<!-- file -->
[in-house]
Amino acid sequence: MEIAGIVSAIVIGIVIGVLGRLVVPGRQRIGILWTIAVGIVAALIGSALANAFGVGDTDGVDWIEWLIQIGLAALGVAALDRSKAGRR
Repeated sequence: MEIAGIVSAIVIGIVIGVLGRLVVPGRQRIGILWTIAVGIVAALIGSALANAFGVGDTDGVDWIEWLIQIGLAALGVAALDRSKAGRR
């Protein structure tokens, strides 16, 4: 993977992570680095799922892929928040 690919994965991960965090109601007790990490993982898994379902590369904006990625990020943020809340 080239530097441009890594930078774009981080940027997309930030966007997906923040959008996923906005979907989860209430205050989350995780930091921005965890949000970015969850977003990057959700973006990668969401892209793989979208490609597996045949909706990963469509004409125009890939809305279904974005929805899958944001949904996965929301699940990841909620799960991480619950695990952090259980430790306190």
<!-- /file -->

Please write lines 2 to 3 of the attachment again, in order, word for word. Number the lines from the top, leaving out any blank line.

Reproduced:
Amino acid sequence: MEIAGIVSAIVIGIVIGVLGRLVVPGRQRIGILWTIAVGIVAALIGSALANAFGVGDTDGVDWIEWLIQIGLAALGVAALDRSKAGRR
Repeated sequence: MEIAGIVSAIVIGIVIGVLGRLVVPGRQRIGILWTIAVGIVAALIGSALANAFGVGDTDGVDWIEWLIQIGLAALGVAALDRSKAGRR